- Improve Something by 1%. Every day. I do one more rep, or stay 5 minutes longer, or eat one less chicken nugget meal.
- Consistency. I mark off every day on my wall calendar with a big X and see how far I’ve come. It helps me bounce back from a bad day.
- The 2 Minute Rule. Don’t procrastinate. Spend 2 minutes on that paper, or homework, or reading that book, or eating that piece of fruit. It’s easier to finish once you get started.
The result is that I have avoided the dreaded “Freshman 15” and I feel healthier. Most importantly, I learned I had the ability to self control, which reinforces my position that self control can be learned and applied. Obviously, I had trust that the outcome would be a healthier, happier me.
To further strengthen my argument, a causal relationship has been found between trust and delaying gratification. A 2013 joint study by researchers from the University of Colorado and Boston University, led by Laura Michaelson, provides the first demonstration of a causal role of social trust in delaying gratification. The researchers manipulated trust while avoiding manipulating of rewards establishing the causal relationship. The study found that participants dealing with untrustworthy characters were 33% less likely to wait a week for a reward than those participants dealing with trustworthy characters. Clearly, there is an assumption of a future reward in order to do something undesired or unwanted to get that future reward. If the trust in the outcome is non-existent, such as in the homeless community as a whole, then impulsive behavior is more likely. After all, why wait for a reward that you never received in the past? This study emphasizes the role of social trust in the ability to self control, and that delaying gratification does not occur in a social vacuum. It suggests that certain populations such as criminals, youth and homeless might struggle because of their lack of trust that reward will be delivered, and that implementing social trust may address some of the struggles.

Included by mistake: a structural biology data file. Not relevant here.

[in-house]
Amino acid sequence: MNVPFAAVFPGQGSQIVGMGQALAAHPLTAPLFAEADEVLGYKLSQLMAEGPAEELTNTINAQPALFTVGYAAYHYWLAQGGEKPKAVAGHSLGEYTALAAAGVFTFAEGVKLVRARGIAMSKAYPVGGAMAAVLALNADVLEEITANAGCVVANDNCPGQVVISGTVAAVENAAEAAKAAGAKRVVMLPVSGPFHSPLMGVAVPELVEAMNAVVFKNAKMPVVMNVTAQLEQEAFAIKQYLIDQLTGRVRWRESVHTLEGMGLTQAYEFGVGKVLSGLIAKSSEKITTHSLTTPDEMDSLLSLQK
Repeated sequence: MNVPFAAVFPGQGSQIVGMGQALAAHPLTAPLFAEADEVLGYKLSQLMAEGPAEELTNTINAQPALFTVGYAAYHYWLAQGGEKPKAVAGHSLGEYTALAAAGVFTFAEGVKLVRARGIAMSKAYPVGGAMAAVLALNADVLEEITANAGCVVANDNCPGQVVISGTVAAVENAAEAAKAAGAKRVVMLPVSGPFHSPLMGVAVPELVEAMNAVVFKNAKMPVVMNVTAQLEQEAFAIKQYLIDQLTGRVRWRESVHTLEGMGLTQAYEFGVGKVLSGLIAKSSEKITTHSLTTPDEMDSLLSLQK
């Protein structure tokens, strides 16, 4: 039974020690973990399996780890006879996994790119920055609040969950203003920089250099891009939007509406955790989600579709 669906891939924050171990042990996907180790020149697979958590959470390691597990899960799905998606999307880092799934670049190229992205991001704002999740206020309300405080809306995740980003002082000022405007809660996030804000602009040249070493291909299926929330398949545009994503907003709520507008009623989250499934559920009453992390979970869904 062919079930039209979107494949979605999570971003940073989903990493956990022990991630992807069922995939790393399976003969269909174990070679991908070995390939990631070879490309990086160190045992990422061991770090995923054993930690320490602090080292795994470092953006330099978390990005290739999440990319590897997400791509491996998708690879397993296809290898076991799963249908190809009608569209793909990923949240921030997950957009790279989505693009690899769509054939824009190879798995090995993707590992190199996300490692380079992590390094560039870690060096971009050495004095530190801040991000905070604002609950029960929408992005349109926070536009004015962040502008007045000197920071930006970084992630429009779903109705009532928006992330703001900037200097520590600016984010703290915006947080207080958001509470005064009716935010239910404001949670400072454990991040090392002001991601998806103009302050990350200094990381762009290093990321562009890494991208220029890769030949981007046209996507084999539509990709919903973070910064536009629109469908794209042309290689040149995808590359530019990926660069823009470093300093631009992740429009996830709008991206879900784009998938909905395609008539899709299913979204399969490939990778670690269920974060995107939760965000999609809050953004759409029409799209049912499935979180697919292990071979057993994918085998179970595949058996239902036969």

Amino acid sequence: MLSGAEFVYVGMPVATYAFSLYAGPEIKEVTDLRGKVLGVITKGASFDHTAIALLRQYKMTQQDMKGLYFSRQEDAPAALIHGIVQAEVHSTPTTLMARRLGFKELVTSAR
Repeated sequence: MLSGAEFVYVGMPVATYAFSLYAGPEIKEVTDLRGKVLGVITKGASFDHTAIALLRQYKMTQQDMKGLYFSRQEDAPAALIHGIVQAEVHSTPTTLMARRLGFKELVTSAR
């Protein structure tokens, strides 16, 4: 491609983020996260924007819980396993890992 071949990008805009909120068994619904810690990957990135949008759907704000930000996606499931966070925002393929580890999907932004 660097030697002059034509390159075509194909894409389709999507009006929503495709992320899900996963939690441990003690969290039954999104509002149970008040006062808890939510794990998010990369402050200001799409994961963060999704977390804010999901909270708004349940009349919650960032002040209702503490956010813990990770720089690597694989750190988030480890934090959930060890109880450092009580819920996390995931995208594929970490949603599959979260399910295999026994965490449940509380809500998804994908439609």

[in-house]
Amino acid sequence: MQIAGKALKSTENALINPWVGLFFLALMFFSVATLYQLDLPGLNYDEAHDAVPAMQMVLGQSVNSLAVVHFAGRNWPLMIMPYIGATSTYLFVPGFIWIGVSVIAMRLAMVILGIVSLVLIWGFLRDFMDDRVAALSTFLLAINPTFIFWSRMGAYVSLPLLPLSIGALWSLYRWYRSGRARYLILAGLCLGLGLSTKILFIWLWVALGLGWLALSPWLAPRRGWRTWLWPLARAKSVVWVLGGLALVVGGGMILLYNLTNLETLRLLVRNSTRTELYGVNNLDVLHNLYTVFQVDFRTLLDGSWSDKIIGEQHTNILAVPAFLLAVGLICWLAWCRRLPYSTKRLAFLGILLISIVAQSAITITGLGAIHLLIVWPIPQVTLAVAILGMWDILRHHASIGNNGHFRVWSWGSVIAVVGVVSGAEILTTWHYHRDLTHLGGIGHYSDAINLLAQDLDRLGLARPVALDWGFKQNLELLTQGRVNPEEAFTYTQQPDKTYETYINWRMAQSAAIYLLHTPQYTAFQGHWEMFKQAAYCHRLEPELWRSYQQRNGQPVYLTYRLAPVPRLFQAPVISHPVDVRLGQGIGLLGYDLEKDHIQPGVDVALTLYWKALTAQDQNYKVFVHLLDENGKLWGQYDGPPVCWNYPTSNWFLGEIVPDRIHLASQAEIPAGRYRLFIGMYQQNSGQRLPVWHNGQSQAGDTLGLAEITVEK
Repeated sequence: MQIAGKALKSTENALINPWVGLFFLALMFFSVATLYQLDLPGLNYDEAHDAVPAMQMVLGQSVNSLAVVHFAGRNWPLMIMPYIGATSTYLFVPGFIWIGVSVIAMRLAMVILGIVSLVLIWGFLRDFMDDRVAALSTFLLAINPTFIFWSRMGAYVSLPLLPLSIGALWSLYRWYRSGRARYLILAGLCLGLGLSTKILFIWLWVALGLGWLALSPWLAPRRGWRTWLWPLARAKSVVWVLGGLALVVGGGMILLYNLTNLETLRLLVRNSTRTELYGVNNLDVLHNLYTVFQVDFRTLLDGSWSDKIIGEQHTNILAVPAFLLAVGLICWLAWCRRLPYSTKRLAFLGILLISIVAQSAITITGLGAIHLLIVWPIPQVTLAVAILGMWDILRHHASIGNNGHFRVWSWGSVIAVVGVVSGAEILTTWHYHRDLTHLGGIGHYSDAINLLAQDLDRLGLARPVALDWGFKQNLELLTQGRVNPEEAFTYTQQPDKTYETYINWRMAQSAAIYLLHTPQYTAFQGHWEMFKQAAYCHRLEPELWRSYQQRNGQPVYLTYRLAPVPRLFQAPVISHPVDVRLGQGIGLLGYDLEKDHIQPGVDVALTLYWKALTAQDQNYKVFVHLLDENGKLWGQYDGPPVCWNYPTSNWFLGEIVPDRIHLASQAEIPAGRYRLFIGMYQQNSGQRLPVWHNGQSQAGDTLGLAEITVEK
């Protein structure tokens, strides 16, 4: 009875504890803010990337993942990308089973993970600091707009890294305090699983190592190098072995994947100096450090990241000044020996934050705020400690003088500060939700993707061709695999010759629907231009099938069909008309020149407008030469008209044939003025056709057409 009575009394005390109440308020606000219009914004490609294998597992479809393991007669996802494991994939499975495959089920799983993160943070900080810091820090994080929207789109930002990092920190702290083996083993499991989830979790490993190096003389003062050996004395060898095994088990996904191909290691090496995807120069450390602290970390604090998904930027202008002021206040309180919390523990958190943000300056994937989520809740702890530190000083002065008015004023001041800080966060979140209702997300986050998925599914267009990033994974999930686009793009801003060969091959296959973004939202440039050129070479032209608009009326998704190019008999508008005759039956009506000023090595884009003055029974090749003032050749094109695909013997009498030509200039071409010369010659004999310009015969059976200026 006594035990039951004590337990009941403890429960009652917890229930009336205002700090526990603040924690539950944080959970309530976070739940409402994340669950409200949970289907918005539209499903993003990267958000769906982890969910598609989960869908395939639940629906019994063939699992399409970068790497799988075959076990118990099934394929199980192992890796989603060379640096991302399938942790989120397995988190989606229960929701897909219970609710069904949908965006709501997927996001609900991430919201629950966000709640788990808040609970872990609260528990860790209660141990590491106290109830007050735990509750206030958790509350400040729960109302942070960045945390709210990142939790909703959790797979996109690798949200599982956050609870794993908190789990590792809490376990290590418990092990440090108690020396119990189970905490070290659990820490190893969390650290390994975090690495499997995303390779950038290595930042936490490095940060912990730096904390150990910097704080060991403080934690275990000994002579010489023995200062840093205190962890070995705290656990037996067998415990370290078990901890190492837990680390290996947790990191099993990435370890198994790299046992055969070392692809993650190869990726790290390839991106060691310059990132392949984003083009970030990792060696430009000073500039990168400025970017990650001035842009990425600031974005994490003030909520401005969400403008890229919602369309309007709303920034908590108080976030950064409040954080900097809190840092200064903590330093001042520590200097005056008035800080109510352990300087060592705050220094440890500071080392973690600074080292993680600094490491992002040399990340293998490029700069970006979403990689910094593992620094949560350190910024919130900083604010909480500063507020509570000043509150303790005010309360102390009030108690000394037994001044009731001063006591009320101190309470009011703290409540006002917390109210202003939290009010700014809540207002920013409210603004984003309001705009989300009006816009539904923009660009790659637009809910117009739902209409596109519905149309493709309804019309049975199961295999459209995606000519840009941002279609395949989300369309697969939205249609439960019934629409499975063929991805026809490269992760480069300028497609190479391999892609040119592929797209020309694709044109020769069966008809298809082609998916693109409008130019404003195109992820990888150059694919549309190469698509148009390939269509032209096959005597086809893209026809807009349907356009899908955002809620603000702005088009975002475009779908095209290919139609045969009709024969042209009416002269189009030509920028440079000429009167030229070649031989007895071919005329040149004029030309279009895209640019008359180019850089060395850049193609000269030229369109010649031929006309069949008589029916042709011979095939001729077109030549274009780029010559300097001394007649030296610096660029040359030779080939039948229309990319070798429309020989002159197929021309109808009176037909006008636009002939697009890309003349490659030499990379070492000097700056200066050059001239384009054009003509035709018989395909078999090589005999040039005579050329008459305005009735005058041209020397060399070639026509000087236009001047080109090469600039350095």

“The Marshmallow Study Revisited.” : Rochester News. N.p., n.d. Web. 16 Nov. 2015.
Gannon, By Megan. “Twist on ‘Marshmallow Test’ Shows Environment Affects Self-Control.” LiveScience. TechMedia Network, 11 Oct. 2012. Web. 16 Nov. 2015.
“40 Years of Stanford Research Found That People With This One Quality Are More Likely to Succeed.” 40 Years of Stanford Research Found That People With This One Quality Are More Likely to Succeed. N.p., n.d. Web. 16 Nov. 2015.